Browse/search for people

Publication - Dr Tim Tomkinson

    The Northwest Africa (NWA) 5790 meteorite

    A mesostasis-rich nakhlite with little or no Martian aqueous alteration

    Citation

    Tomkinson, T, Lee, MR, Mark, DF, Dobson, KJ & Franchi, IA, 2015, ‘The Northwest Africa (NWA) 5790 meteorite: A mesostasis-rich nakhlite with little or no Martian aqueous alteration’. Meteoritics and Planetary Science, vol 50., pp. 287-304

    Abstract

    Northwest Africa (NWA) 5790 is the most recently discovered member of
    the nakhlite group. Its mineralogy differs from the other nakhlites with
    a high abundance mesostasis (38.1 ± 3.6 vol%) and scarcity of
    olivine (4.0 ± 2.2 vol%). Furthermore, zoning of augite
    phenocrysts, and other petrographic and chemical characteristics suggest
    that NWA 5790 samples the chilled margin of its parent lava flow/sill.
    NWA 5790 contains calcite and rare clay minerals that are evidence for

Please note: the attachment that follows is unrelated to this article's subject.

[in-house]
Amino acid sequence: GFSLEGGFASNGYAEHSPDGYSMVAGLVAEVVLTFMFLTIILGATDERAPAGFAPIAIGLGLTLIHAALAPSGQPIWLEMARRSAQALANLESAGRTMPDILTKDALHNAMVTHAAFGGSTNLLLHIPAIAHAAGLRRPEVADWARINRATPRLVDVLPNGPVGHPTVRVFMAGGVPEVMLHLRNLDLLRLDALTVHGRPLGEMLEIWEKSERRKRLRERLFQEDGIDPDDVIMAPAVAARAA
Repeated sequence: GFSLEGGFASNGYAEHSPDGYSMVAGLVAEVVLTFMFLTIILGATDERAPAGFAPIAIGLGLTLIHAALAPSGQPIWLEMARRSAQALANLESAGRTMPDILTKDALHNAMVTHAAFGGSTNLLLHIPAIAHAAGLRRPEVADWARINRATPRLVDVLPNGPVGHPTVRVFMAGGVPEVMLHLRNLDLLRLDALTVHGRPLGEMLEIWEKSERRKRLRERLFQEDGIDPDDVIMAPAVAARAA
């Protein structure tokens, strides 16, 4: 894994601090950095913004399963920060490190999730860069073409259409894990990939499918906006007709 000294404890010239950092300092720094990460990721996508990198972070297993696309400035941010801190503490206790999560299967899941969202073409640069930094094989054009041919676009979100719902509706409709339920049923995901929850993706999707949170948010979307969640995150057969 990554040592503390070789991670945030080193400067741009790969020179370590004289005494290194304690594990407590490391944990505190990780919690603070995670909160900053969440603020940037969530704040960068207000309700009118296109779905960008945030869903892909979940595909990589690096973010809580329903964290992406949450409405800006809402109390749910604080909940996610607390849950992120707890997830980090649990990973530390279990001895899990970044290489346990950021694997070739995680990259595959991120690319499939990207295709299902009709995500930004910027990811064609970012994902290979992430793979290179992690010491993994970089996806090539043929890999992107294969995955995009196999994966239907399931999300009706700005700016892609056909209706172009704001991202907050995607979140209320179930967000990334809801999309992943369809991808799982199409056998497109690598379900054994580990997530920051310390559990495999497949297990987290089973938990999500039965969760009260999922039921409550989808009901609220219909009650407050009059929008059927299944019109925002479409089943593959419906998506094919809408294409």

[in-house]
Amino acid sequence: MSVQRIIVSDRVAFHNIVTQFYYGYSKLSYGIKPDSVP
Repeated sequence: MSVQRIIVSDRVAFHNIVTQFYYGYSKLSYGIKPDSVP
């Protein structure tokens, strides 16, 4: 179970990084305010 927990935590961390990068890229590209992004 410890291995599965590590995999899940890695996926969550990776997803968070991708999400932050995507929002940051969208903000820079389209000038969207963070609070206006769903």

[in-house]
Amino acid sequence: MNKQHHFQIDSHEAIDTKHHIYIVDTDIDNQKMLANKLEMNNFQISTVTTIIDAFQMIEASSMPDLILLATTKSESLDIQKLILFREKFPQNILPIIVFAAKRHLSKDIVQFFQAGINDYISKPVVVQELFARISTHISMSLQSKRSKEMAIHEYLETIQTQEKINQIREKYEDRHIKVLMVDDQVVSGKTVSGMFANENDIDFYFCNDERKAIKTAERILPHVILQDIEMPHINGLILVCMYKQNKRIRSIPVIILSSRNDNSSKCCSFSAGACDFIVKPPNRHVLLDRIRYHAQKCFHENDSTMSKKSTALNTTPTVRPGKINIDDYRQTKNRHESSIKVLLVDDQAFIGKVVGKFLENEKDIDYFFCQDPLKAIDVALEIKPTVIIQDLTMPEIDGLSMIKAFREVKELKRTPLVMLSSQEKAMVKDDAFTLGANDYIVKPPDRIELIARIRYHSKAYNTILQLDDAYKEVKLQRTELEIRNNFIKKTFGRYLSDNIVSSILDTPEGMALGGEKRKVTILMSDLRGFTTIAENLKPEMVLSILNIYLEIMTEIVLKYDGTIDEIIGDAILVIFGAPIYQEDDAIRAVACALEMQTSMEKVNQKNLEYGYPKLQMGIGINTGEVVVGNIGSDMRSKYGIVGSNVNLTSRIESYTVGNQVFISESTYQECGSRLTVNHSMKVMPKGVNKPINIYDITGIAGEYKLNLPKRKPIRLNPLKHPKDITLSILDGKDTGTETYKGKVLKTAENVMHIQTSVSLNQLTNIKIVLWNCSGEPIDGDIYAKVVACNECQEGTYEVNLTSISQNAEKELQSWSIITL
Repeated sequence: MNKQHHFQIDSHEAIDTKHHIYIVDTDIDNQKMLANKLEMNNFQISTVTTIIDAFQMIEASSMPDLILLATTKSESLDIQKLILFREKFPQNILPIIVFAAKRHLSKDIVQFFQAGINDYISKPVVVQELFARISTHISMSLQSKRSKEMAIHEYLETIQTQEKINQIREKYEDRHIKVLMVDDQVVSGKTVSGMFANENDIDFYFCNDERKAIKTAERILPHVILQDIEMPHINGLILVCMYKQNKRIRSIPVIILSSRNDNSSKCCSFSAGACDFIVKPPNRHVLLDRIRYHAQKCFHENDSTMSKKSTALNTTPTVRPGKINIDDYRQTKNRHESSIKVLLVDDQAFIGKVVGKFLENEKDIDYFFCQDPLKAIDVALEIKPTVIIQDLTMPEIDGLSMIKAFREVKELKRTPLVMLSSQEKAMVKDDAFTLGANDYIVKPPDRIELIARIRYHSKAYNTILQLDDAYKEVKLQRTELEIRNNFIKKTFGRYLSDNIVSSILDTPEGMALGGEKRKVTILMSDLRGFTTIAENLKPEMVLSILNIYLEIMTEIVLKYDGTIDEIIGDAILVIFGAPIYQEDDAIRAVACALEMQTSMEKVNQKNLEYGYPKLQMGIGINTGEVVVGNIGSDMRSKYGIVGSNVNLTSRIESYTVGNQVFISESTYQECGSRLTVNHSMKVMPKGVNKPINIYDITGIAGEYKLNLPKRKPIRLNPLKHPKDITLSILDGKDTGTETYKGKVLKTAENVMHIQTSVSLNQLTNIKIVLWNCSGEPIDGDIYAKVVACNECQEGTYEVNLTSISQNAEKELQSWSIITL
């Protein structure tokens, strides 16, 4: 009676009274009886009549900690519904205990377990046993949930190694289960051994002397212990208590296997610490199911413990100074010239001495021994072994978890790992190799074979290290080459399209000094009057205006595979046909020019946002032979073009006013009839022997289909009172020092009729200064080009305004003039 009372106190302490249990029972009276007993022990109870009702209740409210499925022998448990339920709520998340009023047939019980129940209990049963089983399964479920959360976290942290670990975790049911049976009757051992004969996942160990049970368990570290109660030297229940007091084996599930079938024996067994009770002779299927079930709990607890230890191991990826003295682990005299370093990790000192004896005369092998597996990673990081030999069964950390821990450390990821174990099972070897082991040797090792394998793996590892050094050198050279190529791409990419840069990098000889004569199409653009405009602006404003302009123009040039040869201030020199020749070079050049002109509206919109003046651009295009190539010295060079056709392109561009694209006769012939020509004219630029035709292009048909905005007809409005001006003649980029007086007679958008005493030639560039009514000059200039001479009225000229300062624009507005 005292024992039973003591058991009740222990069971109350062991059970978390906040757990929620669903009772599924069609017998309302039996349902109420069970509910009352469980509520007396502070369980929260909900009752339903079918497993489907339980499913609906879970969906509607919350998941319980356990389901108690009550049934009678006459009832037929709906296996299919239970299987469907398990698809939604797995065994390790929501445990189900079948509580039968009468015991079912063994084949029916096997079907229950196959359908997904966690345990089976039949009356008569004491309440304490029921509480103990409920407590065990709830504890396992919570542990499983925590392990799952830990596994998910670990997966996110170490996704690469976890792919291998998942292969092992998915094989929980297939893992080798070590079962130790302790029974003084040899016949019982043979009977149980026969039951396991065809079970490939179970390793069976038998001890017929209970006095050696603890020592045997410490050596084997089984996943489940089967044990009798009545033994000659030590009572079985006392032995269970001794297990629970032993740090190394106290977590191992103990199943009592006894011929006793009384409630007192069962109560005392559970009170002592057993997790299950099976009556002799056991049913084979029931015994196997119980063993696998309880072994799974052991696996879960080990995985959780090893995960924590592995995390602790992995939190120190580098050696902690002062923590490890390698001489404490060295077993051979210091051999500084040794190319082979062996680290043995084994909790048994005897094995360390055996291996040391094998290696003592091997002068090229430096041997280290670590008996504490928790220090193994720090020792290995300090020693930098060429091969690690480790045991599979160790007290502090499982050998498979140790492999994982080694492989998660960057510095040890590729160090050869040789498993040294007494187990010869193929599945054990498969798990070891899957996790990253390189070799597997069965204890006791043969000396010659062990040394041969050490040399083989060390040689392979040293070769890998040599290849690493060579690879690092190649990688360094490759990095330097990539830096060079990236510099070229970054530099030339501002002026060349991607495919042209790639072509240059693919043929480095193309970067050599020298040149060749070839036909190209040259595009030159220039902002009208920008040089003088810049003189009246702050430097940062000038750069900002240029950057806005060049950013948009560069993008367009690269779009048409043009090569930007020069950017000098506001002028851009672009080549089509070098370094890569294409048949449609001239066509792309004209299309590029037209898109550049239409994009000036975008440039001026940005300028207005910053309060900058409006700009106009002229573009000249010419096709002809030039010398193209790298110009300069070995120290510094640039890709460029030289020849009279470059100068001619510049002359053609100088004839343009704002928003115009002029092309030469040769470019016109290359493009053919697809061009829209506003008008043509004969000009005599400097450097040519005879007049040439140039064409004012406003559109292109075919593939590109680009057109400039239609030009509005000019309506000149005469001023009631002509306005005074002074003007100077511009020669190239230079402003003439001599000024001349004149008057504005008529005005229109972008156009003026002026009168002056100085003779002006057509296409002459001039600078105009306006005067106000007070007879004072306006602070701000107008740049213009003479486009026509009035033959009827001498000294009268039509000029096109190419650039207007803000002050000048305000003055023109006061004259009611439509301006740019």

its exposure to liquid water. The calcite forms a cement to coatings of
    dust on the outer surface of the find and extends into the interior of
    the meteorite within veins. The presence of microbial remains within the
    coating confirms that the dust and its carbonate cement are terrestrial
    in origin, consistent with the carbon and oxygen isotope composition of
    the calcite. The clay minerals are finely crystalline and comprise
    ~0.003 vol% of the meteorite. δD values of the clay minerals range
    from -212 ± 109‰ to -96 ± 132‰, and cannot
    be used to distinguish between a terrestrial or Martian origin. As
    petrographic results are also not definitive, we conclude that secondary
    minerals produced by Martian groundwaters are at best very rare within
    NWA 5790. The meteorite has therefore sampled a region of the lava
    flow/sill with little or no exposure to the aqueous solutions that
    altered other nakhlites. This isolation could relate to the scarcity of
    olivine in NWA 5790 because dissolution of olivine in other nakhlites by
    Martian groundwaters enhanced their porosity and permeability, and
    provided solutes for secondary minerals.

    Full details in the University publications repository